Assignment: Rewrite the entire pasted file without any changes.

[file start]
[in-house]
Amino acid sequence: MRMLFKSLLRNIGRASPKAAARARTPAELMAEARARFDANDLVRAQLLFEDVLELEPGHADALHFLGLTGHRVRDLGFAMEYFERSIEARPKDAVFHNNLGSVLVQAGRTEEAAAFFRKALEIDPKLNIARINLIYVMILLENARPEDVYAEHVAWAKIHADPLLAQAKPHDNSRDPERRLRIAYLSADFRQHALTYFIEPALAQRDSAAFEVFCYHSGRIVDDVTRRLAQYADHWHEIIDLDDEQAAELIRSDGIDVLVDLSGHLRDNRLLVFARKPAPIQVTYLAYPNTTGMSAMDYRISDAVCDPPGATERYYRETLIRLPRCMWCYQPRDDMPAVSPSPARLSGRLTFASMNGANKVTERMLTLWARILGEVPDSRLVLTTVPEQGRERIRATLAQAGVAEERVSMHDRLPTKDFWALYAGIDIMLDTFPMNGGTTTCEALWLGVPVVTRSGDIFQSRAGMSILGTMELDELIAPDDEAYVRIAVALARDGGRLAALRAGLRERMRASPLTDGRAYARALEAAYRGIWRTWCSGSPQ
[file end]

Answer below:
[in-house]
Amino acid sequence: MRMLFKSLLRNIGRASPKAAARARTPAELMAEARARFDANDLVRAQLLFEDVLELEPGHADALHFLGLTGHRVRDLGFAMEYFERSIEARPKDAVFHNNLGSVLVQAGRTEEAAAFFRKALEIDPKLNIARINLIYVMILLENARPEDVYAEHVAWAKIHADPLLAQAKPHDNSRDPERRLRIAYLSADFRQHALTYFIEPALAQRDSAAFEVFCYHSGRIVDDVTRRLAQYADHWHEIIDLDDEQAAELIRSDGIDVLVDLSGHLRDNRLLVFARKPAPIQVTYLAYPNTTGMSAMDYRISDAVCDPPGATERYYRETLIRLPRCMWCYQPRDDMPAVSPSPARLSGRLTFASMNGANKVTERMLTLWARILGEVPDSRLVLTTVPEQGRERIRATLAQAGVAEERVSMHDRLPTKDFWALYAGIDIMLDTFPMNGGTTTCEALWLGVPVVTRSGDIFQSRAGMSILGTMELDELIAPDDEAYVRIAVALARDGGRLAALRAGLRERMRASPLTDGRAYARALEAAYRGIWRTWCSGSPQ